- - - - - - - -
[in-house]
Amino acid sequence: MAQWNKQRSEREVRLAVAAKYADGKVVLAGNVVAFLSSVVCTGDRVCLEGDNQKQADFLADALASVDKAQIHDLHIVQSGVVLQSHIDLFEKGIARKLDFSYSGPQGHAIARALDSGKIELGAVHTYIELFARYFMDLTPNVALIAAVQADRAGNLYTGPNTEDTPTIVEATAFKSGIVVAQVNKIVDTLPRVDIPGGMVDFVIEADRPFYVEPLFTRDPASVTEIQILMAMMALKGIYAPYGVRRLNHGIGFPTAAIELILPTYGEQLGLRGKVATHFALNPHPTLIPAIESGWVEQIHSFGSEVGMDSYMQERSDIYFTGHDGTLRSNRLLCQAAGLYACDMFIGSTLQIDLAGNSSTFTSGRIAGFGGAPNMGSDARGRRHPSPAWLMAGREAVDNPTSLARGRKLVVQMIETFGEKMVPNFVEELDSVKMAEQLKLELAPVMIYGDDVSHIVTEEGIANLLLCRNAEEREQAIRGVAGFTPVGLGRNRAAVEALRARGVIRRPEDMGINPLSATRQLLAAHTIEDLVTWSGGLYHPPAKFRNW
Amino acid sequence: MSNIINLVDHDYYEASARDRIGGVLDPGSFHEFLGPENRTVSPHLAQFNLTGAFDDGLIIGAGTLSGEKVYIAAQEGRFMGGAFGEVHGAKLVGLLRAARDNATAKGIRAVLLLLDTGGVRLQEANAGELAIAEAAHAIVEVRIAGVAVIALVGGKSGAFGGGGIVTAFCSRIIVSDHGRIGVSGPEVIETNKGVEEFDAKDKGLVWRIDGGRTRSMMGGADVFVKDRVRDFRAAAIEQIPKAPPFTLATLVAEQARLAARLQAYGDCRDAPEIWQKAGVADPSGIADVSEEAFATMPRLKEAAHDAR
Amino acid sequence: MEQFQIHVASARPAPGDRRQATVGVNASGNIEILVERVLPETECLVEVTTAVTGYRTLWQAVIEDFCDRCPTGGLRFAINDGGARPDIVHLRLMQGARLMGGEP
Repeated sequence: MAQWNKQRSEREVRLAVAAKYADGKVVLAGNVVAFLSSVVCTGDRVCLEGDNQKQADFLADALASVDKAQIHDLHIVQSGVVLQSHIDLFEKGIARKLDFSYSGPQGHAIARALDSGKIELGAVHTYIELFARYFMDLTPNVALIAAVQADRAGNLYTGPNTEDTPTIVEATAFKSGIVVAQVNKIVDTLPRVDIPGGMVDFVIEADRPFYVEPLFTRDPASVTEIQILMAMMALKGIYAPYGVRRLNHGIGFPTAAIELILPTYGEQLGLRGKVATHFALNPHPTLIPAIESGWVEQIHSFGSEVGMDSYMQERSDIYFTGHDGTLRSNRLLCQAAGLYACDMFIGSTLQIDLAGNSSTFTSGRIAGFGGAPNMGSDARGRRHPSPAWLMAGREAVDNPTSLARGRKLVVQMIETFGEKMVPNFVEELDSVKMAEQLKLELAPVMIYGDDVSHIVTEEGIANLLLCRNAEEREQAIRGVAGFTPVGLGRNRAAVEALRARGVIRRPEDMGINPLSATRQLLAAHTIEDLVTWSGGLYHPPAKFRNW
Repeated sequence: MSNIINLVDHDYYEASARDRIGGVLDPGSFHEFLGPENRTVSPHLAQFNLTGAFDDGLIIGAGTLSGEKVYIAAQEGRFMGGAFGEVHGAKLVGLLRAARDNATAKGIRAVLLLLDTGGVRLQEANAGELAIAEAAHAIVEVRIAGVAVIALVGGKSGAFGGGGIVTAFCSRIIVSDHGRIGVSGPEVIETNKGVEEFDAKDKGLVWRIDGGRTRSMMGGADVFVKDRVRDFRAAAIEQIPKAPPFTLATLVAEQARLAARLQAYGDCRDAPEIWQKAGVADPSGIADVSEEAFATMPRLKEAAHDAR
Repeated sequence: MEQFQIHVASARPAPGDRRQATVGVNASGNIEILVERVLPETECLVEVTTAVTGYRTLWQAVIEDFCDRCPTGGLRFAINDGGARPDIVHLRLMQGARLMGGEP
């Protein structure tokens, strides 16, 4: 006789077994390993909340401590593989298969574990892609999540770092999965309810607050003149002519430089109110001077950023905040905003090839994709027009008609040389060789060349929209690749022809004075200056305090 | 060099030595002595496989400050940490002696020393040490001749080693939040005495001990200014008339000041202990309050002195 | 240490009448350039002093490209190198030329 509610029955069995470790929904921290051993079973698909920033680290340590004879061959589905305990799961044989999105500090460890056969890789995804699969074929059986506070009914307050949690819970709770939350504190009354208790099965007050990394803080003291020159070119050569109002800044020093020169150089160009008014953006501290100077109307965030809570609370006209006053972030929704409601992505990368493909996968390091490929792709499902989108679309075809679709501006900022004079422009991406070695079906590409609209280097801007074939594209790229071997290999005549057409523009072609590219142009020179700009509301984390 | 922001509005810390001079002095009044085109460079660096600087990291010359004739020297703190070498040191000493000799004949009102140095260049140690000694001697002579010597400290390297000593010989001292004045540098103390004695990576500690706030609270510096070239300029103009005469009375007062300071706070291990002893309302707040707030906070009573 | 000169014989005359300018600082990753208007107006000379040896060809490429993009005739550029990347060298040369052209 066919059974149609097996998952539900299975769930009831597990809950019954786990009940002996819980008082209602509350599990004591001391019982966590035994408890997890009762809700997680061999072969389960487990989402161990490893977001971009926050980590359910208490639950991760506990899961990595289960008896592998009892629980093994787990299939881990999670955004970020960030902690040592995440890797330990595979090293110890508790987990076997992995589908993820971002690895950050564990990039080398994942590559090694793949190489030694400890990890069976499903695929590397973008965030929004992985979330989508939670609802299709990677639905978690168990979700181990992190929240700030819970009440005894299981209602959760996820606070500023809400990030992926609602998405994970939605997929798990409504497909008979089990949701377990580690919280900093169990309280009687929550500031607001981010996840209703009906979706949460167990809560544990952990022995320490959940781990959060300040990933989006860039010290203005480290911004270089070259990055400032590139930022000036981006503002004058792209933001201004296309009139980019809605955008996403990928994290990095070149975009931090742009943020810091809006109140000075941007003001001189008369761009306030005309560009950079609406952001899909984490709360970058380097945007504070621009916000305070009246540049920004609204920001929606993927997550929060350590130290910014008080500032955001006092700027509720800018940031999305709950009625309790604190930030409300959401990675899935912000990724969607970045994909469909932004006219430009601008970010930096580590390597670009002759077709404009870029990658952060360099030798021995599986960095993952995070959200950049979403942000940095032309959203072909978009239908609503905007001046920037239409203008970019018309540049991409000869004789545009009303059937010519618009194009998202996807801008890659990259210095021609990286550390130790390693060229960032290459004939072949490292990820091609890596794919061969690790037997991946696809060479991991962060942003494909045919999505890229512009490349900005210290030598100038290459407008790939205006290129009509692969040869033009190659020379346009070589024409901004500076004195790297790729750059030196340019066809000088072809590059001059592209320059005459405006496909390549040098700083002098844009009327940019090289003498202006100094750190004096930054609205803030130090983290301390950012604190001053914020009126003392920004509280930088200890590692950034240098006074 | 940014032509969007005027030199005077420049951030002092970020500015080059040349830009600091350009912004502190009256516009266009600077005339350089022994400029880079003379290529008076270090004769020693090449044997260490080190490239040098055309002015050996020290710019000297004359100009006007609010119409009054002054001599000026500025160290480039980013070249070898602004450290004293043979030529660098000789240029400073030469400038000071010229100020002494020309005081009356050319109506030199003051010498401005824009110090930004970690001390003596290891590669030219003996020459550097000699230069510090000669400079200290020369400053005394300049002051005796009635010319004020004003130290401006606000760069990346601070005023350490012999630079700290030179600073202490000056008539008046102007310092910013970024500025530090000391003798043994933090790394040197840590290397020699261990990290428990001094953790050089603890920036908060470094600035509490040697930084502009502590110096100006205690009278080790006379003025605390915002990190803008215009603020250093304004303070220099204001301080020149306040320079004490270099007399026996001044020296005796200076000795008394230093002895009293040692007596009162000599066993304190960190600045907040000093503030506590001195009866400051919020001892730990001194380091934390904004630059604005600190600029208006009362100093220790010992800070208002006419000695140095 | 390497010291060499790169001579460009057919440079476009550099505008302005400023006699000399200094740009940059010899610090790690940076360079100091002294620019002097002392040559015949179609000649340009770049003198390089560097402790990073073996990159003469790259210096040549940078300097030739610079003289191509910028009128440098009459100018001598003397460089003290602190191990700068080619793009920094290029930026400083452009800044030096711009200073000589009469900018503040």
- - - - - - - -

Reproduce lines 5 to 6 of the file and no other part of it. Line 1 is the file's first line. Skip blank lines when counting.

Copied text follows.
Repeated sequence: MAQWNKQRSEREVRLAVAAKYADGKVVLAGNVVAFLSSVVCTGDRVCLEGDNQKQADFLADALASVDKAQIHDLHIVQSGVVLQSHIDLFEKGIARKLDFSYSGPQGHAIARALDSGKIELGAVHTYIELFARYFMDLTPNVALIAAVQADRAGNLYTGPNTEDTPTIVEATAFKSGIVVAQVNKIVDTLPRVDIPGGMVDFVIEADRPFYVEPLFTRDPASVTEIQILMAMMALKGIYAPYGVRRLNHGIGFPTAAIELILPTYGEQLGLRGKVATHFALNPHPTLIPAIESGWVEQIHSFGSEVGMDSYMQERSDIYFTGHDGTLRSNRLLCQAAGLYACDMFIGSTLQIDLAGNSSTFTSGRIAGFGGAPNMGSDARGRRHPSPAWLMAGREAVDNPTSLARGRKLVVQMIETFGEKMVPNFVEELDSVKMAEQLKLELAPVMIYGDDVSHIVTEEGIANLLLCRNAEEREQAIRGVAGFTPVGLGRNRAAVEALRARGVIRRPEDMGINPLSATRQLLAAHTIEDLVTWSGGLYHPPAKFRNW
Repeated sequence: MSNIINLVDHDYYEASARDRIGGVLDPGSFHEFLGPENRTVSPHLAQFNLTGAFDDGLIIGAGTLSGEKVYIAAQEGRFMGGAFGEVHGAKLVGLLRAARDNATAKGIRAVLLLLDTGGVRLQEANAGELAIAEAAHAIVEVRIAGVAVIALVGGKSGAFGGGGIVTAFCSRIIVSDHGRIGVSGPEVIETNKGVEEFDAKDKGLVWRIDGGRTRSMMGGADVFVKDRVRDFRAAAIEQIPKAPPFTLATLVAEQARLAARLQAYGDCRDAPEIWQKAGVADPSGIADVSEEAFATMPRLKEAAHDAR